Python WSGI Apps on DreamHost Shared Hosting

Continuing in my series on using DreamHost shared hosting as a Python web
development platform, this article will show you how to install a virtualenv in
your local Python directory and enable Passenger to let you serve any Python WSGI
app from DreamHost shared hosting.

If you’re new to this blog, or don’t have a DreamHost account, you might want to
check out previous articles in this series:

Now that you’ve caught up, let’s jump right in!

Setting up a Virtual Environment

The first thing you’ll need to do is grab a tool called virtualenv. This allows
you to set up an Python environment that will be isolated from other Python
environments you might set up in your shared hosting account. This is very
useful when you have several small web apps that each have different package
requirements, since you can install without fear that you’ll clobber some other
web app.

To get your virtual environment up and running, just grab the virtualenv
package from the Python package index and install it:

[sansalvador]$ wget
[sansalvador]$ tar xzf virtualenv-1.7.2.tar.gz 
[sansalvador]$ cd virtualenv-1.7.2
[sansalvador]$ python install
[sansalvador]$ virtualenv --version

Now that you have the virtualenv tool installed into your local Python
installation, creating a virtual environment is quite simple. I like putting my
virtual environments in ~/env:

[sansalvador]$ cd ~
[sansalvador]$ mkdir env
[sansalvador]$ virtualenv env/wsgi-test
New python executable in env/wsgi-test/bin/python
Installing setuptools............done.
Installing pip...............done.

Now to actually use the virtual environment, we need to activate it:

[sansalvador]$ source ~/env/wsgi-test/bin/activate

And there you go! Now you have a nice full-fledged virtual environment set up
under your home directory. virtualenv has also installed pip in the virtual
environment, so it’s a snap to install other packages.

WSGI Application Serving Using Passenger

For those who aren’t familiar, WSGI is an API standard for serving Python
web applications. We won’t go into detail on the mechanics of it here, except to
say that most (all?) Python web frameworks are compatible with being served as a
WSGI application.

There are a number of different ways to get a Python WSGI application to
run on DreamHost shared accounts, including a CGI-to-WSGI adapter (very slow), a
FastCGI-to-WSGI adapter (somewhat faster, but also somewhat brittle and hard to
debug). The best method I’ve found is to use a little thing called
Passenger that our friends in the Ruby community developed.

What Passenger does is tell DreamHost to send (almost) all the web requests for a
particular domain straight to our WSGI application (in Ruby, it would be a Rack
application). Enabling passenger for a domain is fairly straightforward on
DreamHost. I recommend setting up a subdomain (subdomains are free!) to test it

To enable a subdomain, you need to select “manage domains” on the
DreamHost control panel:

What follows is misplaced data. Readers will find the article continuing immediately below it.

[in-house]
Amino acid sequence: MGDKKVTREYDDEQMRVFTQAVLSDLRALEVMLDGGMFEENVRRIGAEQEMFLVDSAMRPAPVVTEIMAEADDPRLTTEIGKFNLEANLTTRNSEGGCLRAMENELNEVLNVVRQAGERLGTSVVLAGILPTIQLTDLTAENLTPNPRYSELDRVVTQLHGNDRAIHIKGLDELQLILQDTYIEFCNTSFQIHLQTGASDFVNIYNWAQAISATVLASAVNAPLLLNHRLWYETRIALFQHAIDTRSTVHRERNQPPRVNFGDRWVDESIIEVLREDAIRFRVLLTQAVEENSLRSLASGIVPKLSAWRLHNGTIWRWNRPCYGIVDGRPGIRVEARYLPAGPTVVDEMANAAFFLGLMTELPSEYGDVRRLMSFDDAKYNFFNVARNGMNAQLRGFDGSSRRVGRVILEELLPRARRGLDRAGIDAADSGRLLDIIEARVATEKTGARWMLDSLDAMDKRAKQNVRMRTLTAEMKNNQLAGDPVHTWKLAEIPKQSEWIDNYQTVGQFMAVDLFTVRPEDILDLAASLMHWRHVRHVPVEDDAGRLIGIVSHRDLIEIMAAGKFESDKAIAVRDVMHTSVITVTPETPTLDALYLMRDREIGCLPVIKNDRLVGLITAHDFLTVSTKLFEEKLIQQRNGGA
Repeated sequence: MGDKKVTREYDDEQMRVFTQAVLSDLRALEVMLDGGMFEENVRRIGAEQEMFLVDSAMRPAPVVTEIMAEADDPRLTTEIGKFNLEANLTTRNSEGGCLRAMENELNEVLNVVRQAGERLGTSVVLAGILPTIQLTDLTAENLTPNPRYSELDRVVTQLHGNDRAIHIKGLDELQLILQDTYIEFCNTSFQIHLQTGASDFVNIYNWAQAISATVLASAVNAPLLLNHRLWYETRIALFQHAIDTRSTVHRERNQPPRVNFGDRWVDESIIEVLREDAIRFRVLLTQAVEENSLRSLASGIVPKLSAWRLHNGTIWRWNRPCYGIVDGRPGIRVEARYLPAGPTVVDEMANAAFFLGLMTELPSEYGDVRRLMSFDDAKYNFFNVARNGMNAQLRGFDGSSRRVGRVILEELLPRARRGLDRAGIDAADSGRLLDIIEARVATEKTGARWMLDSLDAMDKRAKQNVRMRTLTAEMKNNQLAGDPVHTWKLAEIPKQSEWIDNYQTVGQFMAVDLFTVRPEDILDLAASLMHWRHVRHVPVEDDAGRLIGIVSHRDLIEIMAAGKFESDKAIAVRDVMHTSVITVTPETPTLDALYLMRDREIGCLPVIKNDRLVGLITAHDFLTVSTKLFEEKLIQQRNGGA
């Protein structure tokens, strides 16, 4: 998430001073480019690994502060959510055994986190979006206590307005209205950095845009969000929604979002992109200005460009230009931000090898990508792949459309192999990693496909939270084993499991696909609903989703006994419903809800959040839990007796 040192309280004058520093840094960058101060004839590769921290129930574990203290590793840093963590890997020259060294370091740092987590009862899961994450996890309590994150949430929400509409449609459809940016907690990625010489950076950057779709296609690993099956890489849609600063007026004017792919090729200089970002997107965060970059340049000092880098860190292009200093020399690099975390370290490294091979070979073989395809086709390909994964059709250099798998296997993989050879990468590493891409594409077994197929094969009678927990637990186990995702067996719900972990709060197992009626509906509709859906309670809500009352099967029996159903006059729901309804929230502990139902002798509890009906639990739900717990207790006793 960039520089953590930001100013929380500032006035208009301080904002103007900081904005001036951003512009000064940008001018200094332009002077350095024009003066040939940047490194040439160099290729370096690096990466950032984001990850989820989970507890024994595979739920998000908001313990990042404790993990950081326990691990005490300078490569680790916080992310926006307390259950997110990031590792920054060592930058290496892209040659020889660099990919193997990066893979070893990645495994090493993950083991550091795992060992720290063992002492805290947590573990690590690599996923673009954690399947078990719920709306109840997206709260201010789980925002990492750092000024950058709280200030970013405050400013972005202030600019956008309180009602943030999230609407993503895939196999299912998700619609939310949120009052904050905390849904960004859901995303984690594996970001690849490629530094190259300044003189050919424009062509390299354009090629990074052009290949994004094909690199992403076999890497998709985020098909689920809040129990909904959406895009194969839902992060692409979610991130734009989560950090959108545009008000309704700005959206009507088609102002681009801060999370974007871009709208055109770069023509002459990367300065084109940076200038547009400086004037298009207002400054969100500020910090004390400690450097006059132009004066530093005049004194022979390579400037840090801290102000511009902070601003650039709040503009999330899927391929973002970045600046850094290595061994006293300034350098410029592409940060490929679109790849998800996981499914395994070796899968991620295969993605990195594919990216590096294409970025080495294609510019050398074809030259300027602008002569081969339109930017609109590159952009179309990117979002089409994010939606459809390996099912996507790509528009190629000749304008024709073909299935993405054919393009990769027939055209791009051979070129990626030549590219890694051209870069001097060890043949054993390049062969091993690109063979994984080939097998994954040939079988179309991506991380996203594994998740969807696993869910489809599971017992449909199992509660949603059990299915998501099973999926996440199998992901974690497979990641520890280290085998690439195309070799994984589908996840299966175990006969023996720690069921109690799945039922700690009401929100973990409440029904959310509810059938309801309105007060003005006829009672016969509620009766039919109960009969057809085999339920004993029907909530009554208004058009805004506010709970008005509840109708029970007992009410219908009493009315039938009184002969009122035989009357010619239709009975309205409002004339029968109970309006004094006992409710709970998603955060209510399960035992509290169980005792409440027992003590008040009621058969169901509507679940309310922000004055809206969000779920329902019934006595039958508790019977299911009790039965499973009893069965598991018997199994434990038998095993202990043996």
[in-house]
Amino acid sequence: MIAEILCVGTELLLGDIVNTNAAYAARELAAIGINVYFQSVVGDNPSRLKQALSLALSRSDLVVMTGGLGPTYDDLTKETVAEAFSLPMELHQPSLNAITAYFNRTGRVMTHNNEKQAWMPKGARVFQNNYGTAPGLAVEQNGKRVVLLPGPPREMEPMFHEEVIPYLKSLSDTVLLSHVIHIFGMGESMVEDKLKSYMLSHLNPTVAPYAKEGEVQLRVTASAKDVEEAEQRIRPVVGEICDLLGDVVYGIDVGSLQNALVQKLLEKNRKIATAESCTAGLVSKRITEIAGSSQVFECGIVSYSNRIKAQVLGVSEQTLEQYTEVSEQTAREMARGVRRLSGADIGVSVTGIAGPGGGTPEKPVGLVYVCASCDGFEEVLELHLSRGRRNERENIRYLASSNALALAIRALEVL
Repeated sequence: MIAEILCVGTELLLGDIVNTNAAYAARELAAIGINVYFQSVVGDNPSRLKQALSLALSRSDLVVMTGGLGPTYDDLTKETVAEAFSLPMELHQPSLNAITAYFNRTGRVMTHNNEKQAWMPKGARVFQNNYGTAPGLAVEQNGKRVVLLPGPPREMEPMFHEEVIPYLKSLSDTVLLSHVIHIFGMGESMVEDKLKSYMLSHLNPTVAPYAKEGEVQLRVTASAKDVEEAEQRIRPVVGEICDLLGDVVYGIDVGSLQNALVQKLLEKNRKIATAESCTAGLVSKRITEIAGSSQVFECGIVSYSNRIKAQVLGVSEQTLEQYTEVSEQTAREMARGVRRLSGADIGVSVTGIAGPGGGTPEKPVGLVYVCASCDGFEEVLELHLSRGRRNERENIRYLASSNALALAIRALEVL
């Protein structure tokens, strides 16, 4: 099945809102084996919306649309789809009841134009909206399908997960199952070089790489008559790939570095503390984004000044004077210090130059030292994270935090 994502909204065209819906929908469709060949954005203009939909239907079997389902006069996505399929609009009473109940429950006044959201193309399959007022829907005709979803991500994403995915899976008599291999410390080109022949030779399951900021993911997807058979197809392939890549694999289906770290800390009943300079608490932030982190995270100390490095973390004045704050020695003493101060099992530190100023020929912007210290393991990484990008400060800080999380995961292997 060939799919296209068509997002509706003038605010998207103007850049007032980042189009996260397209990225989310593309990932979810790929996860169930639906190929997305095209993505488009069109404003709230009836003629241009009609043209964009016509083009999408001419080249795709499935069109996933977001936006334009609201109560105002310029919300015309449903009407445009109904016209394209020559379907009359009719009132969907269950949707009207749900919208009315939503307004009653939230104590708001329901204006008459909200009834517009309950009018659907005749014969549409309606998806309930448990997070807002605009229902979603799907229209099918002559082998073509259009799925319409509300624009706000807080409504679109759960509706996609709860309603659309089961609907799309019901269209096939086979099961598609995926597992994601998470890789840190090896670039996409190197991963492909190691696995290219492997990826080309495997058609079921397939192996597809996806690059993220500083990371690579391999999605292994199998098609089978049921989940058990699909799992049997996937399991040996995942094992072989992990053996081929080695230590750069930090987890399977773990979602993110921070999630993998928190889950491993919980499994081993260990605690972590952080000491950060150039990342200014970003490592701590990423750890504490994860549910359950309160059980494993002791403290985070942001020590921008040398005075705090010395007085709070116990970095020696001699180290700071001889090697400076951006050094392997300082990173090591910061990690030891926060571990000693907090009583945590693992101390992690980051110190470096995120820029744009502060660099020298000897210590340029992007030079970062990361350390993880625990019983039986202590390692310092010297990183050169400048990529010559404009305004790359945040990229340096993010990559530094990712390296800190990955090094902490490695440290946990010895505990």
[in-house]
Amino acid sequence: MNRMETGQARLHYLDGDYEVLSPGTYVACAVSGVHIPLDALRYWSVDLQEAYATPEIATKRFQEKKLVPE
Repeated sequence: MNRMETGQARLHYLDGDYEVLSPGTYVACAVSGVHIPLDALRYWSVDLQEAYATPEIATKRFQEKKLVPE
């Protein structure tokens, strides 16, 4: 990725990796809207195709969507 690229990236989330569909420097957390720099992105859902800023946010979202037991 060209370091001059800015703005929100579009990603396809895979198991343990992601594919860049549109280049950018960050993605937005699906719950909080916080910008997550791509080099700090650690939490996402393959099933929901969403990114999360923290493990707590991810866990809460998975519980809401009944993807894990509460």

This brings up the domain management screen, where you’ll “Add a New Domain /

On this page, you’ll have to choose a name for your domain. I recommend taking
the name you already signed up for when you set up your account and making a
subdomain. For instance, if you signed up for you’d fill in in the “Domain to Host” field.

There’s a lot of information on this page, so the following diagrams show you
exactly what you need to fill out to move forward:

… scrolling down …

And if everything went well, you should see the following:

(The nice thing, by the way, about adding a subdomain rather than registering a
new domain is that it’s going to be working in minutes rather than hours, as
the message above suggests.)

Now, you wait a few minutes for DreamHost’s magic hamsters to provision the
services, occasionally checking for the presence of your subdomain’s directory in
your shell account (it will be created under your home directory):

(wsgi-test)[sansalvador]$ ls
ls: cannot access No such file or directory

Once it’s running, you’ll need to create a script called in
the root of your domain (in my case, ~/ This
script will be called by the Passenger framework to launch your Python app. You
can use the following script, for example, to install a “Hello, world” style app
that verifies you’re running under your virtual environment:

import sys, os

# Switch to the virtualenv if we're not already there
INTERP = os.path.expanduser("~/env/wsgi-test/bin/python")
if sys.executable != INTERP: os.execl(INTERP, INTERP, *sys.argv)

def application(environ, start_response):
    start_response('200 OK', [('Content-type', 'text/plain')])
    return ["Hello, world! from %s: %s\n" % (sys.version, sys.executable)]

Now you’ll also want to create a file tmp/restart.txt under your domain
root. You can modify this file at any time to tell Passenger that you’ve updated
your code and it should restart your application:

(wsgi-test)[sansalvador]$ mkdir
(wsgi-test)[sansalvador]$ touch

And now we can test that everything works:

(wsgi-test)[sansalvador]$ curl
Hello, world! from 2.7.3 (default, Jul 10 2012, 18:33:47) 
[GCC 4.3.2]: /home/rick446/env/wsgi-test/bin/python

Hooray! We have just gotten confirmation that the Python we installed in our
virtual environment is being used to serve up requests to our domain. The next
step is installing TurboGears, Flask, Django, Pyramid, or any
other WSGI-compatible Python web framework and writing your app, which will be
covered in future posts.

For now, I’d love to hear if you think this tutorial is useful to you in
getting your WSGI environment bootstrapped on DreamHost shared hosting. Let me
know in the comments below!

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